clip_image006You you can set your PC to always favour the wired network, if one is available…

  • Go to Control Panel / Network and Internet / Network Sharing Center / Change Adapter Settings (or just go WindowsKey-R and run ncpa.cpl)
  • Press ALT if you don’t see a menu, then go into Advanced and select Advanced settings (stay with me)
  • Change the binding order so that Local Area is higher than Wireless…

The downside of doing this is that if you do unplug your laptop from the wired network, it might disconnect you from OCS/Lync and any file copying etc might get dropped.

If you want to check what your network is doing, and in particular, which connection is being used, check the Network tab in Task Manager (start it quickly by pressing CTRL-SHIFT-ESC).

OCS Custom Status updates – another update

Some time ago, I wrote on OCS custom status fields and how to implement them…

Well, security changes in the way Office Communicator works mean that, by default, the client needs to download its configuration file from a secure location. This has caused a problem for a good many people who used to rely on the status file being on their hard disk.

If you don’t have access to a web site that can publish a file via SSL, then I’ve posted a few other samples here… thanks to Matt McSpirit for the tip on how to do it 🙂 I struggled for a while by using SkyDrive to do it, but the eventual URL kept changing – now I can host a bunch of these files on the blog server!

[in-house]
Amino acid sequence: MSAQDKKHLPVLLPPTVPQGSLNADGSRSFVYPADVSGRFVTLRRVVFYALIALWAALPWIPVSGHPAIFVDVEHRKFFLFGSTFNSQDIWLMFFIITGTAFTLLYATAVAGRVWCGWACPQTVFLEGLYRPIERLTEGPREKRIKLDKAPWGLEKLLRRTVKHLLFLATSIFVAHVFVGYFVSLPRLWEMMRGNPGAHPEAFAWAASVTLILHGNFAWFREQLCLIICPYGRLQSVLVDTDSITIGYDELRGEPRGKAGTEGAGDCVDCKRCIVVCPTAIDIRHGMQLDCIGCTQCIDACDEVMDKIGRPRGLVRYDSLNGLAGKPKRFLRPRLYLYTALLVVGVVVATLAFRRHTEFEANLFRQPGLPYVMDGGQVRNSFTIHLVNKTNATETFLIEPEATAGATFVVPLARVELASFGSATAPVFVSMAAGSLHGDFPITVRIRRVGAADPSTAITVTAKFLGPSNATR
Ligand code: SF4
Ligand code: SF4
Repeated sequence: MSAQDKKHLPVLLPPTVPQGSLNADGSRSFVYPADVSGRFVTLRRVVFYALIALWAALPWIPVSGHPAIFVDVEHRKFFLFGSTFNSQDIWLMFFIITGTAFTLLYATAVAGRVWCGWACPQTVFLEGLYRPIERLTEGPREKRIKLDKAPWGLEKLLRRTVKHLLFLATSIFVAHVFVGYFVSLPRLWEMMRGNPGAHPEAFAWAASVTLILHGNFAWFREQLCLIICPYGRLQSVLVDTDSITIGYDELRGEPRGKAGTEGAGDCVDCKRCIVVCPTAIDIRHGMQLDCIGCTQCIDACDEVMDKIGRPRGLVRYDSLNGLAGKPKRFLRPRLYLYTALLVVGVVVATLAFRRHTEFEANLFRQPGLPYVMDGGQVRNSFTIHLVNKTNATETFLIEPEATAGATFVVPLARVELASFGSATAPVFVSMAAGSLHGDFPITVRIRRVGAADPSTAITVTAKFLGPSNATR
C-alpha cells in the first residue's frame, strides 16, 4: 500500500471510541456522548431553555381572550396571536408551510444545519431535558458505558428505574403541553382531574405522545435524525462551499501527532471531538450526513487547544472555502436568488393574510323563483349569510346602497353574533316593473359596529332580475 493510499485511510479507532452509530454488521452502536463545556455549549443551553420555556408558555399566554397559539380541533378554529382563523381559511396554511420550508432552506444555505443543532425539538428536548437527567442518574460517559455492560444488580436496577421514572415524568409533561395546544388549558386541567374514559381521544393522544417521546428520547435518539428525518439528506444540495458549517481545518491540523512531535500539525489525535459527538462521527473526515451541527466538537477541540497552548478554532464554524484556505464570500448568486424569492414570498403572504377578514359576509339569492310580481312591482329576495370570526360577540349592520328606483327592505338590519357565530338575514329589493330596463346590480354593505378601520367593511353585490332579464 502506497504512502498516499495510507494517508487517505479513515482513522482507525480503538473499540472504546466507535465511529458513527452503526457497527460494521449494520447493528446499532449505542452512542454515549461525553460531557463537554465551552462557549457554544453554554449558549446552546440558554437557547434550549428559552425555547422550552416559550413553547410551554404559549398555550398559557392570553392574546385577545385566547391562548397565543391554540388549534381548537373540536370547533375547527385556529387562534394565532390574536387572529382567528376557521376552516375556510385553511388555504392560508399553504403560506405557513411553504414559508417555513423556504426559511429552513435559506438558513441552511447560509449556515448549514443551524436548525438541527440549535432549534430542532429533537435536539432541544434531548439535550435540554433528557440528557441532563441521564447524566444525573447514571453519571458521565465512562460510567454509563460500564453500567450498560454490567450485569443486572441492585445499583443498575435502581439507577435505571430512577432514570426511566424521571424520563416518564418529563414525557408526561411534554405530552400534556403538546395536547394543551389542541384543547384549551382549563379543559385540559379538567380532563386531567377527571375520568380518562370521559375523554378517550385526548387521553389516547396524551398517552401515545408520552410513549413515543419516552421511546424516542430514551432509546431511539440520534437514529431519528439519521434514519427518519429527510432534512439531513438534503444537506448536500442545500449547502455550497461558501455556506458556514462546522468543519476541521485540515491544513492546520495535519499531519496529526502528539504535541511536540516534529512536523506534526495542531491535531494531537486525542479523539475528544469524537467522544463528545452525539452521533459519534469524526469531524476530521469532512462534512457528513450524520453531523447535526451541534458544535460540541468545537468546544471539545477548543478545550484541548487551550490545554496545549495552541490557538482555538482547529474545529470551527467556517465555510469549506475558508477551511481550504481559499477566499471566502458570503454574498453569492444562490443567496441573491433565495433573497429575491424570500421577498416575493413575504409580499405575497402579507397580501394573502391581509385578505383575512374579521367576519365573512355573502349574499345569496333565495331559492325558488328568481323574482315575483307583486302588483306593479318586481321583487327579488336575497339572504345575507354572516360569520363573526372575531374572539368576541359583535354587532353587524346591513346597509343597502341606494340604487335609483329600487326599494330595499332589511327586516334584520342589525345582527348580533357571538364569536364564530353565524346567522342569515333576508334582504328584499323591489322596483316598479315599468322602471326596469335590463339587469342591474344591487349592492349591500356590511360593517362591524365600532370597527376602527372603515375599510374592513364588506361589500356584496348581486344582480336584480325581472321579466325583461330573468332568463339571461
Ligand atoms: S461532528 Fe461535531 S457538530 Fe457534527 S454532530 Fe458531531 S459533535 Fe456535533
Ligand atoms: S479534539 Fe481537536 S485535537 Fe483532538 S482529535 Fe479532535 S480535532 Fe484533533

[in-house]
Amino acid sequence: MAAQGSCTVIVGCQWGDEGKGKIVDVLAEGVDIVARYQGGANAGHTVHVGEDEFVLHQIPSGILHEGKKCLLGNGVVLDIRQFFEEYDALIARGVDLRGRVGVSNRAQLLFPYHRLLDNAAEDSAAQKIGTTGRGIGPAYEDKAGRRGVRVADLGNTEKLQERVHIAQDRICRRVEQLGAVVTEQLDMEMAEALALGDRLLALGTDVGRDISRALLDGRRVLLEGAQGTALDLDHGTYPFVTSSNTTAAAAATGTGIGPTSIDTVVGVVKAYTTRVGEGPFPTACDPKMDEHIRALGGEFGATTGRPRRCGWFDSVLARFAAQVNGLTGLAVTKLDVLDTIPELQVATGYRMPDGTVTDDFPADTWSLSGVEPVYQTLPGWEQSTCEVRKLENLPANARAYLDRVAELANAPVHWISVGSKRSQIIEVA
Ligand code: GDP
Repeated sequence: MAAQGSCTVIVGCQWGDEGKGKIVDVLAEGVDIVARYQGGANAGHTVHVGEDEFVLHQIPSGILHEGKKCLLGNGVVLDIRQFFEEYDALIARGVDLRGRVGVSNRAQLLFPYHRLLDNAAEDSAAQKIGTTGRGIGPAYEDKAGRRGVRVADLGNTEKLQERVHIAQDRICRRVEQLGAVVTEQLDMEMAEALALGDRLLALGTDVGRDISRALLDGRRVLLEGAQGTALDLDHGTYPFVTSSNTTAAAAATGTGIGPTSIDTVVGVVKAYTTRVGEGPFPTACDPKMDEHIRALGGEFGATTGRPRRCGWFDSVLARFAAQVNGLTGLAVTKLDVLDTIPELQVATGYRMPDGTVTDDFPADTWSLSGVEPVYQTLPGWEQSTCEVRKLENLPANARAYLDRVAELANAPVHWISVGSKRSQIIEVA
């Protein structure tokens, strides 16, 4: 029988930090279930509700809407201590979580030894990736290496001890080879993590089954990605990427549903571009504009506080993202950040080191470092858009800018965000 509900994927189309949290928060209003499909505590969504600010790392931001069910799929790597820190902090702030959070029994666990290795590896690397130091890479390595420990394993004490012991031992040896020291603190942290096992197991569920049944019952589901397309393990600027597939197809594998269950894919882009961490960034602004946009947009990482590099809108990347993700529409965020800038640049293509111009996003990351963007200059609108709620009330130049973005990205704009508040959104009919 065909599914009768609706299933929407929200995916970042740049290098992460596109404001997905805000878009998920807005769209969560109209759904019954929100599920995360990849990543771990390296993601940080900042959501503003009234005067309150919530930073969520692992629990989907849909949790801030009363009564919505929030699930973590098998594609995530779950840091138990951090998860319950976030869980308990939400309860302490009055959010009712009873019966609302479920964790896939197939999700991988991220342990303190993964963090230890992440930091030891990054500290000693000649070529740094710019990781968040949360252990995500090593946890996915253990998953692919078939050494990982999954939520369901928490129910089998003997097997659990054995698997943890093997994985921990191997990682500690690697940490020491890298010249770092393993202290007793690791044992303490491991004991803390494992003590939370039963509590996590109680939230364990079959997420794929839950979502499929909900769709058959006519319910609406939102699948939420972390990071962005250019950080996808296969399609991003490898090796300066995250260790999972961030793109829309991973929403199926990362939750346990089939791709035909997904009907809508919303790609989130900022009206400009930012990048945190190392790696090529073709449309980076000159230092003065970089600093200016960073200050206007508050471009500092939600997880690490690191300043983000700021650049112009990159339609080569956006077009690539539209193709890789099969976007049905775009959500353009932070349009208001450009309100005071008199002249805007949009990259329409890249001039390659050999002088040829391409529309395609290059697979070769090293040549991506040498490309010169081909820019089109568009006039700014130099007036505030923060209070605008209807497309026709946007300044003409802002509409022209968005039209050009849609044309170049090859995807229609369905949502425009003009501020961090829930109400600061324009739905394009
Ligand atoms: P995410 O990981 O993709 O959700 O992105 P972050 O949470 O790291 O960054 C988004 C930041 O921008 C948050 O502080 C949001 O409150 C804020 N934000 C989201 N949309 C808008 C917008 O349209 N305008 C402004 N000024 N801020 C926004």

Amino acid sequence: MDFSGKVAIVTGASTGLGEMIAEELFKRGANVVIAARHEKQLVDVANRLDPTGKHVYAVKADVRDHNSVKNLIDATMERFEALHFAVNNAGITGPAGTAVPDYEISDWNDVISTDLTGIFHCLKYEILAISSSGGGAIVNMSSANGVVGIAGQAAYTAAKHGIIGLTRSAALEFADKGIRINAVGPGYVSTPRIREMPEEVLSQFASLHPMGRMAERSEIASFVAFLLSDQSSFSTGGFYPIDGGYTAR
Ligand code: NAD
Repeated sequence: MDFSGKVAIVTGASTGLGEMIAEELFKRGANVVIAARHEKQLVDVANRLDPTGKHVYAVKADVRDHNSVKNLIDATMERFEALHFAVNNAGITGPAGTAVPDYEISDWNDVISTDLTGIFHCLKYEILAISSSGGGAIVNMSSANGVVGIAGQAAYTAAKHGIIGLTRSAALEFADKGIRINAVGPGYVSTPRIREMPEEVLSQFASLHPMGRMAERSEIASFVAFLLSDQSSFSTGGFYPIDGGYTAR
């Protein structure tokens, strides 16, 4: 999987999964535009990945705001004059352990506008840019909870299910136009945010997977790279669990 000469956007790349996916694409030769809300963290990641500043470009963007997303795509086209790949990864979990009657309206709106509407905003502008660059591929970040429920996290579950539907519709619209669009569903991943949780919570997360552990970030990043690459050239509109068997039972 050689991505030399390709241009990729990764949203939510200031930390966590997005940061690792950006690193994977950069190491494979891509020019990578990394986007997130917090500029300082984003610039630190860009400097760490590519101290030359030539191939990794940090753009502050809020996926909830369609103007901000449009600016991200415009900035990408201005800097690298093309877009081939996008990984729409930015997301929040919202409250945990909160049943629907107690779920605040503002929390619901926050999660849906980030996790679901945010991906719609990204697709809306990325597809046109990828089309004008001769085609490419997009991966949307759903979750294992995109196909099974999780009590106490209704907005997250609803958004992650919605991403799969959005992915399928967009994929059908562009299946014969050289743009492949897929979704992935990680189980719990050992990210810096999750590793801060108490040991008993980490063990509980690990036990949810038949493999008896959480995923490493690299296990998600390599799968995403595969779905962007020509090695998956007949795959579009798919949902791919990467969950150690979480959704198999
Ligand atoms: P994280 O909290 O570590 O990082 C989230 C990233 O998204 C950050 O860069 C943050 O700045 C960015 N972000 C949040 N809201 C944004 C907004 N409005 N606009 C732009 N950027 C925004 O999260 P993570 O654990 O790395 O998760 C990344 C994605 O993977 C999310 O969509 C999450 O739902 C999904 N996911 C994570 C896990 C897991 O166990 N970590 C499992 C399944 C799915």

Applying the settings
Here is the Registry file which will configure Communicator to use the “Microsoft UK” custom status below. If you’re happy with that, just

  • Sign out of Communicator entirely, close the application (right click on the Communicator icon in the system tray, choose Exit).
  • Click on the Registry link above, choose “Run” from the dialog, then confirm that you want to allow the registry settings to be applied.
  • Restart Communicator again – if everything works, you’ll see custom status appear by clicking on the big coloured blob in the top left…


If you’d rather use a different set of statuses, try downloading the registry file and save it somewhere, drag/drop it it into a new, blank Notepad window, and replace the URL with one of the following ones… then save it, and apply the settings as above.




Microsoft UK








Outlook 2010 beta and E.164 number format updater

Well hello again; it’s been a while.
Normal service should now infrequently resume.

I thought I’d update the instructions of a previous post, after I was showing someone how to use my old “Contacts updater” application to make all their Outlook contact phone numbers be E.164 compliant.

(see blogs passim. eg here, here, or here.)

Now the little app I reference is an Outlook custom form, meaning it gets installed into the Exchange mailbox folder, rather than some client-side Add-in to Outlook. Custom Forms have been available since the days of the Exchange 4.0 client and later Outlook, as the installed forms show up an item on the “Action” menu within the view of the folder.


Now that Outlook 2010 has adopted the Fluent UI (aka the “Ribbon”), things have moved somewhat…